By Carol Frenier
Everywhere in America the principle of free expression and free action is under attack. Freedom for gays to marry, for example, has morphed into punishment for businesses if their owners decline to participate in gay weddings. The presumption that racism pervades American society has become the justification for college students to shut down so-called “hate” speech. Obsession with educational equity is reducing our school curricula to the lowest common denominator and depriving communities and parents, and even teachers, of any real control over the education of their children. And both adults and children are shamed into giving up their privacy in bathrooms and shower rooms to avoid being labeled transphobic.
None of this is new in human history. Five hundred years ago Martin Luther, largely credited with the Reformation that freed some Roman Catholic worshipers from strict adherence to Catholic dogma, had his own problems with followers who were quick to impose an oppressive new orthodoxy based on Luther’s beliefs. To his credit, as Eric Metaxas writes in his new biography, Luther “took pains to point out the similarities between the bondage of works” in the Roman Catholic Church and “the bondage of other kinds of works” that his own movement, and subsequent religious sects, sought to impose.
And so there is a paradox: The long-term impact of Luther’s revolt, says Metaxas, is that “We live in a world where even though someone might be right and know he is right, he also knows that to try to force his views is as bad as holding the wrong views.” This, says Metaxas, is the revolution “that is the father and mother of all revolutions.” But even as this idea has spread throughout the West and become embedded in our own Constitution, we still struggle with it. In all times and places it is hard for human beings to resist the temptation to force their latest “good” on everyone else.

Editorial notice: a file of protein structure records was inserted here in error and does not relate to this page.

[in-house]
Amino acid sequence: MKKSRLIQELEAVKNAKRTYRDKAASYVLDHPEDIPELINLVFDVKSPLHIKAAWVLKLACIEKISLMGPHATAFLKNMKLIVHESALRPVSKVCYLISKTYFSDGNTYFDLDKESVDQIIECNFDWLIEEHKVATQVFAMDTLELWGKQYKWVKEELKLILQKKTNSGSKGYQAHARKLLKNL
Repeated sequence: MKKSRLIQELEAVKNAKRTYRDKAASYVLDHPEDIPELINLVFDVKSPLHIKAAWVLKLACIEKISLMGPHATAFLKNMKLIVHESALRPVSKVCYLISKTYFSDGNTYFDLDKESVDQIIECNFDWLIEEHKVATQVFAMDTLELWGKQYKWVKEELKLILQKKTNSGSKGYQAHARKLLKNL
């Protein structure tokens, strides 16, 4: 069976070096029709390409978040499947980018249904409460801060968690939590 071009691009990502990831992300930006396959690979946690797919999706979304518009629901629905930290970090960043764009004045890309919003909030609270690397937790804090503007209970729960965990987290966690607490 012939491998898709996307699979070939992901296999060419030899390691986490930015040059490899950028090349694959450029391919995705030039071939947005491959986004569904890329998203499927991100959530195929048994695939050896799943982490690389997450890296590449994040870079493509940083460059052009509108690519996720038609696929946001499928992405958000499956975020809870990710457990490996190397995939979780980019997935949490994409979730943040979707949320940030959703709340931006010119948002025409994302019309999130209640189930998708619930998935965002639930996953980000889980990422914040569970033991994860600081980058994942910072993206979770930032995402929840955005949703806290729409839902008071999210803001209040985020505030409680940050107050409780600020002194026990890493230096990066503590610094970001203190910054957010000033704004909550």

Despite the current dismal outlook for personal liberty in America, there is some good news for freedom lovers. For example, Notre Dame recently announced that artificial contraceptives would no longer be required coverage under the university’s insurance plans. Regardless of your personal views on contraception, it was never right to coerce religious institutions, or even individuals, into buying insurance coverage for contraception against their conscience. Clearly the desire to free women from their past inability to control their reproductive cycles drove the authors of the mandates to write a new oppressive orthodoxy into the health care rules.
Given the intensity of the left’s frustration with Trump and dislike for all things conservative, I am concerned about how much of this new type of oppressive orthodoxy we are going to see in the upcoming legislative session in Vermont. We need to watch carefully the tendency of bills to surface that, step by step, increase the control of government over our private lives, especially if that control is based on such amorphous grounds as “equity” or “tolerance” or “diversity.”
School boards and communities already have been through a grueling and deeply dissatisfying experience with Act 46, in which promises of protection for school choice quickly eroded. Non-government preschool providers already have been forced from the field in droves because new regulations are deliberately and prohibitively expensive. The legislature last year ruled that single-stall bathrooms must be unisex and that school personnel can refer students to counseling without their parent’s consent. To some, these instances of government overreach may seem innocuous, but why should most of it be the legislature’s business to begin with? And what’s next? We are in danger of being like the proverbial frog in the slowly heating water.
Carol Frenier is a resident of Chelsea, Vermont.